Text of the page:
The British Parliament is often referred to as the Mother of Parliaments (in fact a misquotation of John Bright, who remarked in 1865 that “England is the Mother of Parliaments”) because the British Parliament has been the model for most other parliamentary systems. In our article “Pivotal Moments : March 8 1265 – The First English Parliament” : https://guernseydonkey.com/?p=10754 we looked at what might be regarded as the seminal moment in Parliaments long history.
In this article we look at 4 other amazing facts about one of our most venerated institutions.
Being Speaker has sometimes been a dangerous job
The first person we know to have held the position of Speaker was Sir Peter de la Mare in 1376. The Speaker was literally “THE Speaker” – the spokesperson for the House of Commons, whose job it was to tell the king and the lords what the Commons thought of them and their proposals.
Seven Speakers between 1394 and 1535 were executed, killed in battle, or murdered.
It’s not surprising, then, that some of them got into hot water: de la Mare was imprisoned as a result of his work. The powerful soon tried to make sure that their preferred candidate was elected Speaker. However, as a result, many of the men elected over the next 150 years were close to one great faction or another, and met grisly ends during their titanic struggles for power. Seven Speakers between 1394 and 1535 were executed, killed in battle, or murdered.
MPs’ pay and expenses have always been a hot topic
MP’s rates were fixed in 1327 at 2 shillings (10p) per day for MPs from cities and towns, and 4 shillings (20p) a day for those who were sent by the counties. It may not sound a lot, but it was in the Middle Ages.
The local communities that sent them were responsible for finding ways to pay the rates, and they didn’t like it one bit – there were a number of legal disputes between MPs and towns and counties about getting hold of the money. In the 16th and 17th centuries it became more common for very rich men to be elected, especially if they told their constituencies that they wouldn’t insist on their wages.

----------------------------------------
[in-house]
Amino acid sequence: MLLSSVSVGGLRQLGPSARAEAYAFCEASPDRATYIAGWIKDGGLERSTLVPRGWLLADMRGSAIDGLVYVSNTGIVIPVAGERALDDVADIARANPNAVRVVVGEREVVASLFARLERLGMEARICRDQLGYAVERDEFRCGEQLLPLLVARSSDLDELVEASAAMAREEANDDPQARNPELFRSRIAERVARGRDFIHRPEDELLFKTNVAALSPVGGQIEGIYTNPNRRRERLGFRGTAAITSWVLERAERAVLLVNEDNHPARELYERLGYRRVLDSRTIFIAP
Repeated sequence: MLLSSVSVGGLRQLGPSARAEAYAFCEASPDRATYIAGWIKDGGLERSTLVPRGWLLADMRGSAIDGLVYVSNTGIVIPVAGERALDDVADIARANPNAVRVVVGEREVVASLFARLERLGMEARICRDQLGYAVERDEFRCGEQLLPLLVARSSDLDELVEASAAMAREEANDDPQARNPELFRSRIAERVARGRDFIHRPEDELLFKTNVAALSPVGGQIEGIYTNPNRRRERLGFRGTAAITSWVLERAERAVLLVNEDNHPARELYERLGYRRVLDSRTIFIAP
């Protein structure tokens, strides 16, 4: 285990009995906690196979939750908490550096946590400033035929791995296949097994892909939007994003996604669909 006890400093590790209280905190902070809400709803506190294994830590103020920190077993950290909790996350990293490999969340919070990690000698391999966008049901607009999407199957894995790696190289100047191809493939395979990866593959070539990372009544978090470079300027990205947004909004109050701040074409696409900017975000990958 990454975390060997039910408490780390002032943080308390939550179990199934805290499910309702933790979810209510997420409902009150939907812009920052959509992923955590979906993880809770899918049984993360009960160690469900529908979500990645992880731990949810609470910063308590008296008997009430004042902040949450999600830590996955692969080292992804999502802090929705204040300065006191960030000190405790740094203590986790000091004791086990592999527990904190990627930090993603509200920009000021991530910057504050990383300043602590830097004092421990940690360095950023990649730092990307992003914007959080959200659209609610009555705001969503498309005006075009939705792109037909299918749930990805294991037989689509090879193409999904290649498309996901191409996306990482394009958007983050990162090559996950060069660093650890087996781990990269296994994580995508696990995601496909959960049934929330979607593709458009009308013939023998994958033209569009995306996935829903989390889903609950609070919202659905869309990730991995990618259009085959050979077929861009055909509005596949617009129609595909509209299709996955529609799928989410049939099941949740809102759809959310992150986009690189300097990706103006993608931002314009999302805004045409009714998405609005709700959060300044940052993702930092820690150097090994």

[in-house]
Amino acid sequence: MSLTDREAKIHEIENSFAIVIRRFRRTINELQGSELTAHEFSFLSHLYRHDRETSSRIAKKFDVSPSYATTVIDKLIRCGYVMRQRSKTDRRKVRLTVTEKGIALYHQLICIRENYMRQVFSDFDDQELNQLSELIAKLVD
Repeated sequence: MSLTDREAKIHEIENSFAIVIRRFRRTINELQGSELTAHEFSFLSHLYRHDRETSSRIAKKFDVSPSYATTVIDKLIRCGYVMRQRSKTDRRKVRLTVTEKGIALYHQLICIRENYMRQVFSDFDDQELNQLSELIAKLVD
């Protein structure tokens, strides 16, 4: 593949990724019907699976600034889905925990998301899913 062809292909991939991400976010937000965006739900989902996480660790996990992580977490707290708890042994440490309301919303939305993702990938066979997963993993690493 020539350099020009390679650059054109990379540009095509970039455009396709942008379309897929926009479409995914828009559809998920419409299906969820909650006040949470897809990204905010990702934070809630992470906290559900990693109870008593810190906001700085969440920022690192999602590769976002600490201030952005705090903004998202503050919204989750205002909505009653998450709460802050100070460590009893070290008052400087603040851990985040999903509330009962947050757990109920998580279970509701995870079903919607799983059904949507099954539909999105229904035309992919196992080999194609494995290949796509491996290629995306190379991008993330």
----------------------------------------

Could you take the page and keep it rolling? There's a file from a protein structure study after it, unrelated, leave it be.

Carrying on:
The practice died out, and it was only in 1911 that MPs started to get paid again. By this time, a much more democratic electorate was sending men to parliament who could not afford to go without some sort of salary. But even then, there was so much opposition from within parliament that the government tried to claim that MPs would only receive an ‘allowance’ for expenses, rather than a salary.
The House of Commons’ first dedicated home was an old chapel
St Stephen’s Hall, which housed the House of Commons in Westminster from 1547 onwards, began life as a private royal chapel. Edward I began work on the chapel to rival Louis IX’s Sainte Chapelle in Paris, but it took 70 years to complete. The total cost was around £9,000, which paid for the Purbeck marble and lavish painted roof and walls.
After the royal family left the Palace of Westminster during the reign of Henry VIII, his son Edward transformed it into a meeting place for the Commons. The walls were whitewashed, and the MPs sat on pews facing one another – leading to the adversarial chamber we still have today. As the Commons grew in numbers and importance over the centuries, the size of the hall became a distinct problem for MPs.
The House of Lords has often been controversial
Calls for reform of the House of Lords are by no means a modern phenomenon. The Lords’ opposition to the decision of the ‘rump’ Commons to put Charles I on trial in 1649 led to the abolition of the house as “useless and dangerous”. In 1657 Oliver Cromwell reinstated an ‘Other House’, but the Lords did not return in full until the restoration of Charles II.
The Lords came under attack again in the early 20th century, thanks to opposition by Conservative peers to the 1906 Liberal government’s reforms. The matter came to a head when the Lords, against parliamentary convention, vetoed the ‘People’s Budget’ of 1909. Following two elections in 1910 and George V’s agreement to create hundreds of new Liberal peers, the Lords were forced to agree to both the budget and the 1911 Parliament Act.
David Lloyd George’s “ordinary men chosen at random from the unemployed” could no longer veto money bills or laws passed by the Commons in three successive sessions. The preamble to the act hinted at further reform of the house, but it was only in 1999 that most of the hereditary peers were removed, and for many, the reform of the Lords is unfinished business.